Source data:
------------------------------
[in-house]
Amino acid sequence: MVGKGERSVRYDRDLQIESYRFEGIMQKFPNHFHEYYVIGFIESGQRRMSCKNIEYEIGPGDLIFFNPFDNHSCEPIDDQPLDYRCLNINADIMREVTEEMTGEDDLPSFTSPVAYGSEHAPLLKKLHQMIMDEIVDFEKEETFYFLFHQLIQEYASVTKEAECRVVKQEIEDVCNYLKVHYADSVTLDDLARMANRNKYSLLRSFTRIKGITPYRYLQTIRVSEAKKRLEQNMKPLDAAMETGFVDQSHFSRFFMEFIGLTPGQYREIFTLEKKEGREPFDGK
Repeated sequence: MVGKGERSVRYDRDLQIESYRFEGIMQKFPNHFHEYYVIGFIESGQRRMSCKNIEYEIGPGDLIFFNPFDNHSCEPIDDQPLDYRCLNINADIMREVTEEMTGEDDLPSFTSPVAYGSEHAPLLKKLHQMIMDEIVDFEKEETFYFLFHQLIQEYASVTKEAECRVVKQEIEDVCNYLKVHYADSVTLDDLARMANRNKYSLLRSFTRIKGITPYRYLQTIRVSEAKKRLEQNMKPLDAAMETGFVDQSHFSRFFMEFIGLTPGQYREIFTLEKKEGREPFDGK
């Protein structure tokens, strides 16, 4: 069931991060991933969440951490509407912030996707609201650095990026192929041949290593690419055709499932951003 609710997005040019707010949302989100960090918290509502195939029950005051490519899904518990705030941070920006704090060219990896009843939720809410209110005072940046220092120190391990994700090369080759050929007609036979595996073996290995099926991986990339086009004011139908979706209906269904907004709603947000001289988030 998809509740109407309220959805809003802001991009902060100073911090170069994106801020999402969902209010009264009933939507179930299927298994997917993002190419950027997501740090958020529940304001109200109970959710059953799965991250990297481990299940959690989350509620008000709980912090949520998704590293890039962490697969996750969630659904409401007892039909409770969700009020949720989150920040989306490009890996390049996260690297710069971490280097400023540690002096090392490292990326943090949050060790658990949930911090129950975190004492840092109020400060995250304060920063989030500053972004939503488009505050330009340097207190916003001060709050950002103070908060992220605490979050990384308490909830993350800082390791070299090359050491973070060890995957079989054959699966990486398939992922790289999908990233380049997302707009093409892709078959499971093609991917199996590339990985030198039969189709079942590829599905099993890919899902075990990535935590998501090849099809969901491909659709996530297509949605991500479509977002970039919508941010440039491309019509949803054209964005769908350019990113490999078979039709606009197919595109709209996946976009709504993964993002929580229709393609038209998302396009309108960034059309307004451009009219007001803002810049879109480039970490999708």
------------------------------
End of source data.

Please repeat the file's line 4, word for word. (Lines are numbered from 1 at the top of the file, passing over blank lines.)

């Protein structure tokens, strides 16, 4: 069931991060991933969440951490509407912030996707609201650095990026192929041949290593690419055709499932951003 609710997005040019707010949302989100960090918290509502195939029950005051490519899904518990705030941070920006704090060219990896009843939720809410209110005072940046220092120190391990994700090369080759050929007609036979595996073996290995099926991986990339086009004011139908979706209906269904907004709603947000001289988030 998809509740109407309220959805809003802001991009902060100073911090170069994106801020999402969902209010009264009933939507179930299927298994997917993002190419950027997501740090958020529940304001109200109970959710059953799965991250990297481990299940959690989350509620008000709980912090949520998704590293890039962490697969996750969630659904409401007892039909409770969700009020949720989150920040989306490009890996390049996260690297710069971490280097400023540690002096090392490292990326943090949050060790658990949930911090129950975190004492840092109020400060995250304060920063989030500053972004939503488009505050330009340097207190916003001060709050950002103070908060992220605490979050990384308490909830993350800082390791070299090359050491973070060890995957079989054959699966990486398939992922790289999908990233380049997302707009093409892709078959499971093609991917199996590339990985030198039969189709079942590829599905099993890919899902075990990535935590998501090849099809969901491909659709996530297509949605991500479509977002970039919508941010440039491309019509949803054209964005769908350019990113490999078979039709606009197919595109709209996946976009709504993964993002929580229709393609038209998302396009309108960034059309307004451009009219007001803002810049879109480039970490999708």